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Shattering remote worker stereotypes

Sharon Florentine | June 16, 2017
Contrary to popular beliefs, remote workers are more empathetic, desire human connection and pick up the phone more than their in-office counterparts.

 

The workplace of the future

Remote and flexible work options also are a great recruiting tool especially for younger workers, says Jim Kruger, chief marketing officer, Polycom.

One of the keys for creating the workplace of the future is offering flexible working policies -- this is a major competitive differentiator when you're hiring. To attract top talent, particularly when you segment the market and look at recruiting and retaining millennials and Generation Z, according to Kruger. "That's a hugely important factor they consider when they choose where they work. And companies are starting to understand that; 73 percent of companies from the survey offer flexible work arrangements, and I think that's being driven by millennials and new generation workers coming into the labor force," he says.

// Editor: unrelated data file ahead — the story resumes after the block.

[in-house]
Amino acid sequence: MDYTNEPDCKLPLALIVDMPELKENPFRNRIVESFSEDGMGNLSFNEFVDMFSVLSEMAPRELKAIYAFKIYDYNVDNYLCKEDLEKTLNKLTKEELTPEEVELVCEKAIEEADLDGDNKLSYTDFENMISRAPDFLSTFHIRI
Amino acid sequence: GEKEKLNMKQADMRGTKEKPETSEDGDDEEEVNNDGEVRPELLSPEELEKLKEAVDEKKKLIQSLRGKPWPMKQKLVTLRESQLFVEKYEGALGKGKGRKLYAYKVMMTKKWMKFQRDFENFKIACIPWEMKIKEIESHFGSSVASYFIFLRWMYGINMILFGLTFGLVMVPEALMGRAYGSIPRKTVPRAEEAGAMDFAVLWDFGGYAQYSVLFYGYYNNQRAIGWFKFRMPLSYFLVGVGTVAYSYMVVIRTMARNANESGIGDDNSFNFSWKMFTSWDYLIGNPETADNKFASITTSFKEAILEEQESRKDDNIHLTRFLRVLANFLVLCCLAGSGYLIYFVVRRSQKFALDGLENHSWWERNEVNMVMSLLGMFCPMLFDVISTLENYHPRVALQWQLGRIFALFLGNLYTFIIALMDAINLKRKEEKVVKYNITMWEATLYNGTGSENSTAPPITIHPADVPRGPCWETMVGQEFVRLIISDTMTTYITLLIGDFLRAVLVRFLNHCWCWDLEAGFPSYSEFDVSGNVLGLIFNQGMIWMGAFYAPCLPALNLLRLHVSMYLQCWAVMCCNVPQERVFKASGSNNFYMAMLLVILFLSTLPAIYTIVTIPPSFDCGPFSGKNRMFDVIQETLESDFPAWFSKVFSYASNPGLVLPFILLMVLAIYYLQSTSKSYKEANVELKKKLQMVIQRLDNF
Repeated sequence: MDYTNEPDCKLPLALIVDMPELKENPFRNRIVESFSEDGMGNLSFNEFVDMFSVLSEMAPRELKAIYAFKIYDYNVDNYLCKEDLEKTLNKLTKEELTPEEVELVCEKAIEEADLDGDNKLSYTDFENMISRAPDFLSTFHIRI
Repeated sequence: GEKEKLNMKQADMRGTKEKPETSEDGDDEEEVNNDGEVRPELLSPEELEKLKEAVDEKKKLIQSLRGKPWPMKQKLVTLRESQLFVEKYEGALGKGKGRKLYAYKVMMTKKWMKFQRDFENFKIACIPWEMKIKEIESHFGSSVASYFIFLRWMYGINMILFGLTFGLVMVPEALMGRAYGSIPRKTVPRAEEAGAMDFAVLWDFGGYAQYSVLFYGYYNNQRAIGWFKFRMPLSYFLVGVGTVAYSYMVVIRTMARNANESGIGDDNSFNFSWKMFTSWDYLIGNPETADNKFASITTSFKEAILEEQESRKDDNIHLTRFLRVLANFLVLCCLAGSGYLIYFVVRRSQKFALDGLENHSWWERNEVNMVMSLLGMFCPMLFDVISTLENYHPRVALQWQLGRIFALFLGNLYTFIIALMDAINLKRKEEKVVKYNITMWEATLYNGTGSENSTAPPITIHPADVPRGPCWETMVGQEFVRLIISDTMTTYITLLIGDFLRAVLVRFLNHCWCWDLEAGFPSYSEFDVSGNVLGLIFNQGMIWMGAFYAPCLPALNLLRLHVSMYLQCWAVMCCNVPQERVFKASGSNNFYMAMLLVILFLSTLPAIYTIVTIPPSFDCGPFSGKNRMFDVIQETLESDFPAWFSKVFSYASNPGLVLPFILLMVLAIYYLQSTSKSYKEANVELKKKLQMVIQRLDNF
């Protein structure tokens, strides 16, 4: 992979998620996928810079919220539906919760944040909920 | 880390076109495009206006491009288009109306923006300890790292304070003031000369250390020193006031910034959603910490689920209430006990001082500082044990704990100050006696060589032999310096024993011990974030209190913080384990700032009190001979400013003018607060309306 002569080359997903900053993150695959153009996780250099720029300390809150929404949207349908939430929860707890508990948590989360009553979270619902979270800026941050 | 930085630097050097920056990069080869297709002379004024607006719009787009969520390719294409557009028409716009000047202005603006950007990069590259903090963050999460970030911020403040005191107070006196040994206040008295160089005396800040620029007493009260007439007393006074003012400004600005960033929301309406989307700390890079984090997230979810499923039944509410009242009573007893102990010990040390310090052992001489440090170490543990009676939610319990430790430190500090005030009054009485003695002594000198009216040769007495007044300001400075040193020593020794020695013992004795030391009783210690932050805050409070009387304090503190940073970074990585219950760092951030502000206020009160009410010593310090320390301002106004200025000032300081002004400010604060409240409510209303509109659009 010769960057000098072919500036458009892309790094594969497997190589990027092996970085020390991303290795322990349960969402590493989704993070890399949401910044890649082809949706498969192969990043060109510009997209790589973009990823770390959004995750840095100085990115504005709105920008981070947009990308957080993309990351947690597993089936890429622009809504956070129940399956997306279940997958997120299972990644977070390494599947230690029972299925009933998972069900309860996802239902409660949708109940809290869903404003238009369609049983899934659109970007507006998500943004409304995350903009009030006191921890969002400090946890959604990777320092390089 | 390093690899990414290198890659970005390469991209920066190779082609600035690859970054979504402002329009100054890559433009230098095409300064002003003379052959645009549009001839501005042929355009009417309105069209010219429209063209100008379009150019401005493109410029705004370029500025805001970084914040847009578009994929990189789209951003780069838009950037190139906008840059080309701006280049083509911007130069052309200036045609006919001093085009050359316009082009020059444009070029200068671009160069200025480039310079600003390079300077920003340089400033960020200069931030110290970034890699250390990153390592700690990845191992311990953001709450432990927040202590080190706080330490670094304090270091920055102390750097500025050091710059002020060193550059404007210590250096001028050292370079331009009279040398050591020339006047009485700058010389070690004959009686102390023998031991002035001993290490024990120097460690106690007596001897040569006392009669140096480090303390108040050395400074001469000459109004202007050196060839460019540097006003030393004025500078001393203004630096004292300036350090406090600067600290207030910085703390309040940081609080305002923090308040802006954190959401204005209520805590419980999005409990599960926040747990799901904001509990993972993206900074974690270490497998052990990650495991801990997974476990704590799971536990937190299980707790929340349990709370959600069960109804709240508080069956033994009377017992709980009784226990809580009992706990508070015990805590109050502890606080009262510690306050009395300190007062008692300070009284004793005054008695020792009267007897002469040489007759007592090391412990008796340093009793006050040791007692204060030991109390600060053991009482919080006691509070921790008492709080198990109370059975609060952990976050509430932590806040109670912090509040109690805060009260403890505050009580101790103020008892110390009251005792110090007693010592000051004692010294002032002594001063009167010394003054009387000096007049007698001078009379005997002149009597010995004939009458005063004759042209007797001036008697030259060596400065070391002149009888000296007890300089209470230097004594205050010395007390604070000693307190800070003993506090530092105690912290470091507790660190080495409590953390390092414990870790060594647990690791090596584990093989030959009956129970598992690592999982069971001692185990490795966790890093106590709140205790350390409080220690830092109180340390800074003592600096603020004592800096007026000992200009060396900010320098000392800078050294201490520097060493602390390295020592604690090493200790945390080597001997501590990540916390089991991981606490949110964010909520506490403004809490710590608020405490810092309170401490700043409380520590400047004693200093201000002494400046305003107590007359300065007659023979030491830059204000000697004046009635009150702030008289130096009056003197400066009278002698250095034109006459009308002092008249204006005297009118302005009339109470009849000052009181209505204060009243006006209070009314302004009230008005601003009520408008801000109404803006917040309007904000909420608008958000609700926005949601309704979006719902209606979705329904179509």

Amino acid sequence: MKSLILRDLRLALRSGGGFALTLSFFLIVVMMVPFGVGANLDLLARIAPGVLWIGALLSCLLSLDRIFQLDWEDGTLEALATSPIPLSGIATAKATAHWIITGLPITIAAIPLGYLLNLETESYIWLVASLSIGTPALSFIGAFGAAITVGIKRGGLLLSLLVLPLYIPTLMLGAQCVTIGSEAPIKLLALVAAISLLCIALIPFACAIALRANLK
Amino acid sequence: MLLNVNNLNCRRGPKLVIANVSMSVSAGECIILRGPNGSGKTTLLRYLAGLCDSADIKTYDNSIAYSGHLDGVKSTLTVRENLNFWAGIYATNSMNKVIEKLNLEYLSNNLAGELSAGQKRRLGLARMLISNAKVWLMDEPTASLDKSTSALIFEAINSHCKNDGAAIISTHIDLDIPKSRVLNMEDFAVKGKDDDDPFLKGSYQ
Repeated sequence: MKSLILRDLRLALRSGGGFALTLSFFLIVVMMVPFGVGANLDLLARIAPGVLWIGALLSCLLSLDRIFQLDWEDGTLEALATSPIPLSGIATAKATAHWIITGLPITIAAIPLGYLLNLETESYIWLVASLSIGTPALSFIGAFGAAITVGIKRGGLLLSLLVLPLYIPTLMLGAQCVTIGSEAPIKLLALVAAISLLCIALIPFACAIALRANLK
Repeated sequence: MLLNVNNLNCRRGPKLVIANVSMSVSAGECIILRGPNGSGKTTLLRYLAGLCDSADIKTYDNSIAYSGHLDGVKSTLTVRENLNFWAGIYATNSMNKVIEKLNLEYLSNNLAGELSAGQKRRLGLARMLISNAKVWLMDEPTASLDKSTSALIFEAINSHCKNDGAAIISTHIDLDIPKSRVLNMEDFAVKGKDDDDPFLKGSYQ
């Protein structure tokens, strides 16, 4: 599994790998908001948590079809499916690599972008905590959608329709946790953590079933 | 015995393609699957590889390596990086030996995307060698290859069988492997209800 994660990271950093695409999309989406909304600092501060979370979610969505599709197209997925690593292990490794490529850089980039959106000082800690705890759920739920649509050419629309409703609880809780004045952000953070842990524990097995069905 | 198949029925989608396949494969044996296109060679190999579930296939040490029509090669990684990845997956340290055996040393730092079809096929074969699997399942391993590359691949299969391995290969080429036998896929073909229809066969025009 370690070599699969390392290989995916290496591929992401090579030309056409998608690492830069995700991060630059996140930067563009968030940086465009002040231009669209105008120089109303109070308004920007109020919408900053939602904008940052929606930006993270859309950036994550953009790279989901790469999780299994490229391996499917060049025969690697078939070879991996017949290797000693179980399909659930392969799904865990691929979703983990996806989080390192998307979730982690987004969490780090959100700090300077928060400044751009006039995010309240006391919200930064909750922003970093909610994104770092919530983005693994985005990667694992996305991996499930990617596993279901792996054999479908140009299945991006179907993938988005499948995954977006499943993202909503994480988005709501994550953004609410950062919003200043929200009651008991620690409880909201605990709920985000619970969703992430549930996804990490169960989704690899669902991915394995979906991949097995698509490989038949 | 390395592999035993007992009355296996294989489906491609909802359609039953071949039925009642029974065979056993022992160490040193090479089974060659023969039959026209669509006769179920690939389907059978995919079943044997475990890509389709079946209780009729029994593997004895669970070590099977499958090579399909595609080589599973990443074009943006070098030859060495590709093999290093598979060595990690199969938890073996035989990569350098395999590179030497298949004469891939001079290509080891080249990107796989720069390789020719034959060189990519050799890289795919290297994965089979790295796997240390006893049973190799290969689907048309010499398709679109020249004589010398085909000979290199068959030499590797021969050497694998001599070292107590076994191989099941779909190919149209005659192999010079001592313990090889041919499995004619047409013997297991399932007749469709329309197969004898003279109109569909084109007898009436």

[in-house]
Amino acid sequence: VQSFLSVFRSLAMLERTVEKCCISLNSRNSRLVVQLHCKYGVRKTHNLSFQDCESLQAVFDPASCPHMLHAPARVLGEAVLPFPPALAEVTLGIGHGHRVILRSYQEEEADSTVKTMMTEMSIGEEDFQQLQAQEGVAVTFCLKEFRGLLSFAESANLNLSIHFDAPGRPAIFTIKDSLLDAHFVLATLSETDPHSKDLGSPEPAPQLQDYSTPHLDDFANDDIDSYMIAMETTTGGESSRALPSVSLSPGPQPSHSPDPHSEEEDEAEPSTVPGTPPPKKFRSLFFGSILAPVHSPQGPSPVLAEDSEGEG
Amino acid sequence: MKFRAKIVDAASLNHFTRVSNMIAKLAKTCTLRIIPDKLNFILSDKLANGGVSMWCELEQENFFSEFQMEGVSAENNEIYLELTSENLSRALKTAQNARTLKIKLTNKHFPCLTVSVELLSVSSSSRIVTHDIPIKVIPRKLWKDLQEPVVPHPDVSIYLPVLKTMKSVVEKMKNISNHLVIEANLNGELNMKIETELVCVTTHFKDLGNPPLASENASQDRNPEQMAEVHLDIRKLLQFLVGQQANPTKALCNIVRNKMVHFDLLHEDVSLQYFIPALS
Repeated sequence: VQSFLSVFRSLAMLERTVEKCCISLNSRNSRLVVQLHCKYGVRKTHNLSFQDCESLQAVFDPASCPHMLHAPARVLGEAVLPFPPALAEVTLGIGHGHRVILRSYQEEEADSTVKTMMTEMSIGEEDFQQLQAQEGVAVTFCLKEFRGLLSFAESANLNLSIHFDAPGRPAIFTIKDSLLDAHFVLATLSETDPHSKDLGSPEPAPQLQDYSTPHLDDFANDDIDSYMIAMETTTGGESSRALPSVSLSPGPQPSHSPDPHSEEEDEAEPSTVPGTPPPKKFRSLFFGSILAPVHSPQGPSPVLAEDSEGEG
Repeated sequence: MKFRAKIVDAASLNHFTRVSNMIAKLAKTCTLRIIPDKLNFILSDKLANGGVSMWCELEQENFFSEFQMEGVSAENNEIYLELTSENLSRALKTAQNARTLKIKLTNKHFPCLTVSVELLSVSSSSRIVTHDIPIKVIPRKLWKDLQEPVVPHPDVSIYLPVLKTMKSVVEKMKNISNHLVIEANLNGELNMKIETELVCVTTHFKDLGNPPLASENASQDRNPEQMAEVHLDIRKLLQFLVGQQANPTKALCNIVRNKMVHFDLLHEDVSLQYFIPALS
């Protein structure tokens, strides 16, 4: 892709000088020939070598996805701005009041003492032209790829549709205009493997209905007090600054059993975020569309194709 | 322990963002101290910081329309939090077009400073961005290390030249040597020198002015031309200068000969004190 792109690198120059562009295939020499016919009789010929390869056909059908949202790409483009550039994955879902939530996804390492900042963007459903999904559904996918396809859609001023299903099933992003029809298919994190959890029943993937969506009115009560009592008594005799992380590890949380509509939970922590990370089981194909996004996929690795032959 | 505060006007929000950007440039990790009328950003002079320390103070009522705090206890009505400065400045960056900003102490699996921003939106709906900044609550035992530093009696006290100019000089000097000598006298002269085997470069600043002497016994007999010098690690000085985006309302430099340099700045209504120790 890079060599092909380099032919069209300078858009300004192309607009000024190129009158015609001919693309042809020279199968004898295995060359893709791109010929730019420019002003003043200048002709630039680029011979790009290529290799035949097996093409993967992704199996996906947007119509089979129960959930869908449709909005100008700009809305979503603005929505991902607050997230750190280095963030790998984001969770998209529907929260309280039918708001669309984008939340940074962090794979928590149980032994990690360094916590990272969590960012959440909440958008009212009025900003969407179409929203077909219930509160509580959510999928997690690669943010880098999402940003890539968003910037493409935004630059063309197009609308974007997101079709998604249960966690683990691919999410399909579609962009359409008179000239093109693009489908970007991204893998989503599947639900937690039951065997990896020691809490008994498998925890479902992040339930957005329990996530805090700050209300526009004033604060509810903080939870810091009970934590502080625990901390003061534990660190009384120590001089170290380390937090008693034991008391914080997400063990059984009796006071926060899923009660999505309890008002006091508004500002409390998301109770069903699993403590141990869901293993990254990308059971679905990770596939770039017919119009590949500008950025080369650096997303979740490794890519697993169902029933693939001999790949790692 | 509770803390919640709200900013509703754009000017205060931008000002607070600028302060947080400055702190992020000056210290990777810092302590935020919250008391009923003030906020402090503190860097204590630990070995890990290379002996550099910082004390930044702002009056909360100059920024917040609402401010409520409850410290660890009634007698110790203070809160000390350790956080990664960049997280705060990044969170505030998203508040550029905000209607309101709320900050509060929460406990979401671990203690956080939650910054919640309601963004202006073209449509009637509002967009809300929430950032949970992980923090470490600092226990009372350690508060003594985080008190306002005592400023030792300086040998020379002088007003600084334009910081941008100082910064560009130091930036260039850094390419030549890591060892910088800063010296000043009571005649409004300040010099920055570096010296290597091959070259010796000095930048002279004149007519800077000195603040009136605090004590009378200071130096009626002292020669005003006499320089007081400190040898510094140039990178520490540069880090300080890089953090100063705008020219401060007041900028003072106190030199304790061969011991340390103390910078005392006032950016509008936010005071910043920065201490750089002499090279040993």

Enabling empathy

The research also uncovered how collaborative technologies have made employees more empathetic and helped them build better coworker relationships, with 98 percent of respondents saying collaborative technology has made it easier to get to know, or build relationships with co-workers. Nearly half say they know their co-workers more personally thanks to video conferencing and two-thirds of respondents say their "favorite" colleagues work in a different location.

Ninety-five percent of respondents use collaboration technology to connect with their coworkers and over one-third use that technology multiple times a day, the survey shows. In addition, 90 percent say collaboration technology improves productivity between teams in different locations.

"If you aren't offering remote and flexible work opportunities, you might not be reaping all the benefits of better productivity, better talent, and even greater engagement and connection," Kruger says.

 

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